Growth in local currency was 25.6%, including 19.8% from acquisitions. Acquired growth was primarily from Aearo Tec... Aearo Technologies, an Indianapolis-based global manufacturer of personal protection and energy absorbing products that aids hearing protection and fall protection lines to 3M's existing full-line respiratory products.

Operating income for the quarter was 30% while margins remained steady at 21.2% as compared with last year. Year-to-date, sales have increased 22% with profits up 21% and margins holding steady at or above 22%. Included in this operating income results are approximately $20 million of one-time Aearo acquisition-related cost, negatively impacting Q2 and year-to-date margins by about 2% for the quarter and 1% year-to-date.

Driven by the Aearo acquisition, sales were strong across the globe, led by double-digit increases in Europe, United States, and Latin America. In Personal Protection, we continue to see strong demand for our maintenance [inaudible] as well as reflected materials. And with the Aearo acquisition, we now offer a more complete personal protection solution that spans the industrial to military and construction markets. Our Speedglas Auto-Darkening filters and helmet product development team has been awarded Business Week's Gold IDEA Award for design excellence. In building the commercial services, we saw a strong demand for our floor maintenance products due to an increase in commercial construction in many parts of the world. Also we have continued to see steady growth in our corrosion protection products where we provide pipe-coating solutions to extend the life of both the underground and aboveground pipelines. In our Track and Trace business, we refined our strategic direction for the tracking of high-value assets, asset utilization, and safety and security applications in connection with this strategy strategically refinements to sold off the software business.

Now, please turn to slide 13 for details about our Consumer and Office business, home to some of our best known brands and enduring franchises, our Consumer and Office business improved from Q1 as sales increased 7.8% to $899 million in the second quarter. Local currency sales were up 3.5%, including 0.7% from acquisitions. Profits were up 9.1% with operating income margins of 20%. Year-to-date sales were up 5.2% and operating profits are up 1% which we feel as an outstanding result in the current business climate.

We saw a positive growth in all divisions with do-it-yourself and home care leading the way. Overall sales growth was tempered by weakness in the office mass retail channel in the United States. Geographically, 3M's international subsidiaries continued to drive growth again this quarter with double-digit sales growth in all regions, led by Europe and Asia-Pacific. Through expanded distribution, grand presence and merchandising programs, our Consumer and Office business drove outstanding growth over Filtrete... air filtration products for residential HVAC systems.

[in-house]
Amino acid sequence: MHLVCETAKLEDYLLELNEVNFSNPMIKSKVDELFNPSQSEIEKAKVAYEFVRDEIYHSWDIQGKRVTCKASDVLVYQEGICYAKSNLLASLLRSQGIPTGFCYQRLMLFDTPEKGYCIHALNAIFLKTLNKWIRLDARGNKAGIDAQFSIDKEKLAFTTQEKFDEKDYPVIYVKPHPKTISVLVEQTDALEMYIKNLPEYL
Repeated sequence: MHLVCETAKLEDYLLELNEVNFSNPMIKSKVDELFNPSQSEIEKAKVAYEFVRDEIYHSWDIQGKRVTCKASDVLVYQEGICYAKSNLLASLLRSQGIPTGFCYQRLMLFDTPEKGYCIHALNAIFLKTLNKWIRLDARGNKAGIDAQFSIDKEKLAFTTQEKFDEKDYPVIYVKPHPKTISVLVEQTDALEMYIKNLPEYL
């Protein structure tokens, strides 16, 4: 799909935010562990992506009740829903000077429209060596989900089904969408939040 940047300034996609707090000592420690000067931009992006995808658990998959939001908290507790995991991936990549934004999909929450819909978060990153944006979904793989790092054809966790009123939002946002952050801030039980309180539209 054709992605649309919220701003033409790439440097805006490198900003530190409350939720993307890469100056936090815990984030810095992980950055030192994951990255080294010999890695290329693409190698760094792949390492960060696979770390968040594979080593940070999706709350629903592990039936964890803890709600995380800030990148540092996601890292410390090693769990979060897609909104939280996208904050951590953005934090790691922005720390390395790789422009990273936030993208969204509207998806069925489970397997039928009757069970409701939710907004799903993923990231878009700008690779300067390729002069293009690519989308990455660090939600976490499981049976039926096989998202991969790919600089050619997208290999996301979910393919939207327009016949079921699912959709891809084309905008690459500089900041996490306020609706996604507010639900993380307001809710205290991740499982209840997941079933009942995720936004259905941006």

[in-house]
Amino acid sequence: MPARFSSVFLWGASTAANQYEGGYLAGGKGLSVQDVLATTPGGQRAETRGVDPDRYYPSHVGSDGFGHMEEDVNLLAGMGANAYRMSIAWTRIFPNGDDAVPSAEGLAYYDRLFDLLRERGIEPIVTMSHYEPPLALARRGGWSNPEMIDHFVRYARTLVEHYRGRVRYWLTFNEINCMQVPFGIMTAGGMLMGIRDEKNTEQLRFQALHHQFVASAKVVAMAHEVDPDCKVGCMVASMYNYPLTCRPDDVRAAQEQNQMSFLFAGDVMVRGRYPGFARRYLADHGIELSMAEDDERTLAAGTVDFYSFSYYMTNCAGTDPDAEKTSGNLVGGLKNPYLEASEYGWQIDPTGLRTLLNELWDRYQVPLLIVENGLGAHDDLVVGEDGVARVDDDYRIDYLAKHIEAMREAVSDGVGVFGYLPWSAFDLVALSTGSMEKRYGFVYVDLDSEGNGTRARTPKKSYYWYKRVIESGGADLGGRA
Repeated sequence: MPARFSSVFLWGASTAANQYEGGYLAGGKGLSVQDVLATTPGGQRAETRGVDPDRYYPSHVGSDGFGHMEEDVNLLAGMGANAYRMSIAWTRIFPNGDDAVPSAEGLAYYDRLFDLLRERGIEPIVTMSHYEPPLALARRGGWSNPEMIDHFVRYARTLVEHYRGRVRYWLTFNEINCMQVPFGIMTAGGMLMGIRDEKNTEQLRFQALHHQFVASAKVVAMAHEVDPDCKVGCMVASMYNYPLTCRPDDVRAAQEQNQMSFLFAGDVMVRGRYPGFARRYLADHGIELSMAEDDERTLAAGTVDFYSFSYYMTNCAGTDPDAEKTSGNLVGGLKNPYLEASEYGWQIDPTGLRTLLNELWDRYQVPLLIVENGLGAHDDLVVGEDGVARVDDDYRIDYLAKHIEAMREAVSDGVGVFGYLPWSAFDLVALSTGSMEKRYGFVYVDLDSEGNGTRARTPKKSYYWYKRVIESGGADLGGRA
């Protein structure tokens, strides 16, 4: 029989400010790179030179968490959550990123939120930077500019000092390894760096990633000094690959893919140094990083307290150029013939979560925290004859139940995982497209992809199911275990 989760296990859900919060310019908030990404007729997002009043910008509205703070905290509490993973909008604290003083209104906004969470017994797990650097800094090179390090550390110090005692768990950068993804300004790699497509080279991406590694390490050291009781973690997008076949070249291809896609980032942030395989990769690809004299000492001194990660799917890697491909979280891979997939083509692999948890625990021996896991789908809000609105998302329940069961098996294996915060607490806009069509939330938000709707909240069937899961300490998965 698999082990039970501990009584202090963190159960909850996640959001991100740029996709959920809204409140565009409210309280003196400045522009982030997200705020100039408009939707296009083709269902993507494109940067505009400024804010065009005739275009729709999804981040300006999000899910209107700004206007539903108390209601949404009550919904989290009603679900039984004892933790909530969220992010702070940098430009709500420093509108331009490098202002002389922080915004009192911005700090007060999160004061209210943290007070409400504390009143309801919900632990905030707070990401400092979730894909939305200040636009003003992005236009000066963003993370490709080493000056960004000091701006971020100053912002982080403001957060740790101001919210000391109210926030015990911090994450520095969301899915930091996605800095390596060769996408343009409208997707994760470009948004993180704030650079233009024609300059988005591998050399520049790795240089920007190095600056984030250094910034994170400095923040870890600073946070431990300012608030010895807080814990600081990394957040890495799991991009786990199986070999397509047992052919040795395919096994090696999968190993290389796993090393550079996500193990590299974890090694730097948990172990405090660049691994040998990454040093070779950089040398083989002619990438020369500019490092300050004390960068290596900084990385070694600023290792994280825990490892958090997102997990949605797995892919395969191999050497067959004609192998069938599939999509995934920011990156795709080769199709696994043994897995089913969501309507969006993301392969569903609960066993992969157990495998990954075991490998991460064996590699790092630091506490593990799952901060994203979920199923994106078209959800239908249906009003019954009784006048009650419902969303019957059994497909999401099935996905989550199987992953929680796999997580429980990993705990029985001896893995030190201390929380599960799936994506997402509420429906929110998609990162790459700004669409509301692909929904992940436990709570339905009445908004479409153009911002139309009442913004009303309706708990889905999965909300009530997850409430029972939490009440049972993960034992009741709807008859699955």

Working with key accounts such as Wal-Mart, Target, Home Depot and Lowe's, the Filtrete team delivered sales growth 75% in the second quarter versus last year. In our home care division, we recently launched the Scotch-Brite Ultra Nailsaver, as well as Fur Fighter Hair Remover has taken off with customers and which is reasonably been into us by Martha Stewart as well as gaining the good housekeeping legacy and seal of approval.

In addition, Consumer Reports just listed our Ultrathon insect repellent as an "everyday best buy" for 2008. We also launched our Nexcare cold-sore treatment product, leveraging our experience in manufacturing products focused on skin wellness to provide customers with lasting permanent relief from cold-sores. Other products driving growth in the second quarter were Scotch-Brite scouring products along with the Scotch Blue Masking Tapes and Command mounting and fastening products.

Please turn to slide 14 where I will provide an overview of results for the electro and communications business where we are also a leading supplier to the electrical, electronics, and telecommunications industries. Sales for the quarter increased nearly 8% versus the same quarter last year. Profits rose 11.4%, driven by outstanding cost discipline producing margins of 20.1%. Sales in local currency increased 2.2%, mostly from organic growth. Year-to-date, sales have increased 8.5% with profits up 12.5% and margins growing by 70 basis points to 20.1%.

Overall, electro and communications saw a double-digit growth in three of its businesses, electrical markets, electronic materials markets, and communication markets. International sales growth was the strongest led by double-digit growth in Asia-Pacific and Europe. Some of the products driving growth in the second quarter were outside plan and central office equipment used in the telecommunications industry. Insulating and Protecting products used in the electrical applications and electrical and power grid solutions used in the Energy and Electrical power industry. We continued to see our volumes for inkjet printer circuits decline which adversely affected sales by 1% and operating income by nearly 3%.

Today, our Aluminum Conductor Composite Reinforced or ACCR product, which allows energy suppliers to transmit more than two times of capacity without the risk in delays of major construction projects has had 25 installations with the most recent installs being announced in Shanghai, British Columbia, Brazil and Silicon Valley.

Please turn to slide 15, for a review of our second quarter results for Display and Graphics segment where we make the films that brightens the displays on electronic products such as flat panel, computer monitors, cell phones, PDAs and LCD televisions along with reflective sheeting for Transportation, Safety, Commercial Graphics Systems and Projection... Projectors and Projection systems. During the second quarter, we saw a positive double-digit growth in Commercial Graphics and single-digit growth in our Traffic Safety Systems, where we're recognized by the American Road & Transportation Builders Association with the first place award for environmental protection and mitigation. And if you watch closely during the upcoming Beijing Olympics, you will see our commercial graphics specialty films that work all around the sports venues.